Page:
“Economics, or more properly, political economy, cannot be a proper science unless it is a humane science; to be a humane science it must embody some notion of justice, and particularly of distributive justice. Indeed, as a practical matter as well as a theoretical one, there can be no balance between supply and demand without distributive justice; the moral question and the economic question are, in reality, one question.”
ISI describes the book thus: “For three decades free-market leaders have tried to reverse longstanding Keynesian economic policies, but have only produced larger government, greater debt, and more centralized economic power. So how can we achieve a truly free-market system, especially at this historical moment when capitalism seems to be in crisis?
The answer, says John C. Médaille, is to stop pretending that economics is something on the order of the physical sciences; it must be a humane science, taking into account crucial social contexts. Toward a Truly Free Market argues that any attempt to divorce economic equilibrium from economic equity will lead to an unbalanced economy—one that falls either to ruin or to ruinous government attempts to redress the balance.
Médaille makes a refreshingly clear case for the economic theory—and practice—known as distributism. Unlike many of his fellow distributists, who argue primarily from moral terms, Médaille enters the economic debate on purely economic terms. Toward a Truly Free Market shows exactly how to end the bailouts, reduce government budgets, reform the tax code, fix the health-care system, and much more.”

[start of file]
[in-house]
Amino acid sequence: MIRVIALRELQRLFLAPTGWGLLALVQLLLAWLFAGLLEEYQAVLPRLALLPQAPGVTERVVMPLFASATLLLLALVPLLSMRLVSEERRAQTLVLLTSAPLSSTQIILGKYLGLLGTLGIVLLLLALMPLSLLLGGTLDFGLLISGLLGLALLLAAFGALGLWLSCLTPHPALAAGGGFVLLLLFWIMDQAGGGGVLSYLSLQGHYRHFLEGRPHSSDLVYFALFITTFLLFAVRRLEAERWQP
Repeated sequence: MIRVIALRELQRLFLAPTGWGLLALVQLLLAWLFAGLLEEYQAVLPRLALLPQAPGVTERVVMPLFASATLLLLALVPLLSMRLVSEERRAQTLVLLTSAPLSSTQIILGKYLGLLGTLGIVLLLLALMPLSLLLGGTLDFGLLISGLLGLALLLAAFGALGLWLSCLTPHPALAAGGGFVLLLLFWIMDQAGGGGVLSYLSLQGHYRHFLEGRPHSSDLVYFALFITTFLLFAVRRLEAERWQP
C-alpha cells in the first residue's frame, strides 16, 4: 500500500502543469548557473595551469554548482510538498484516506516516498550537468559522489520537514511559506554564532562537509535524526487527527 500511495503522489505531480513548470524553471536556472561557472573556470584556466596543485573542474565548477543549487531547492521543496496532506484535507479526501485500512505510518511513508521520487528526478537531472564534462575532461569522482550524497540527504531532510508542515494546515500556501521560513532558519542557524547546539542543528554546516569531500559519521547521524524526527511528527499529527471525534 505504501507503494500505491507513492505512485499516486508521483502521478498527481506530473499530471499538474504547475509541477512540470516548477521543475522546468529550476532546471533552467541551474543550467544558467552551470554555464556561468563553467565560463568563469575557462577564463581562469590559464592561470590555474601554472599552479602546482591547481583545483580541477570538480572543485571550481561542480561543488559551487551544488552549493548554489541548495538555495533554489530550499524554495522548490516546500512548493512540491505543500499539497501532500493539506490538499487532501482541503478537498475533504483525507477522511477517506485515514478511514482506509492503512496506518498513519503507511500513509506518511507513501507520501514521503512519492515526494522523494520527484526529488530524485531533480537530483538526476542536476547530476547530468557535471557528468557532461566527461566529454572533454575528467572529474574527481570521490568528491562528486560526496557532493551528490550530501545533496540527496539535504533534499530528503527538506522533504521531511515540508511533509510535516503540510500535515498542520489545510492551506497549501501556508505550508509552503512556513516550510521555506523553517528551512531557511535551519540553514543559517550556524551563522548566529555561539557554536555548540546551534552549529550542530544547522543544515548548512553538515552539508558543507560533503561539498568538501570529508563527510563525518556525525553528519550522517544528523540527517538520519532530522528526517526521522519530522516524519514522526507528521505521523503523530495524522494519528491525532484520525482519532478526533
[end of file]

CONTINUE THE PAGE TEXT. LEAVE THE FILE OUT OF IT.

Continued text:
John Médaille’s approach is very much in the tradition of Chesteron, Belloc and Fr. McNabb. He has a fresh and expanded approach to their views of political economy which deserves our attention. The passage from Toward A Truly Free Market below certainly describes our current economic crisis.
Economic equilibrium cannot be divorced from economic equity, and the attempt to do so will lose both equity and equilibrium; the economy will be unable to balance itself, and so will either fall to ruin, or to ruinous government attempts to redress the balance.
Books on the topic of this essay may be found in The Imaginative Conservative Bookstore. The Imaginative Conservative applies the principle of appreciation to the discussion of culture and politics—we approach dialogue with magnanimity rather than with mere civility. Will you help us remain a refreshing oasis in the increasingly contentious arena of modern discourse? Please consider donating now.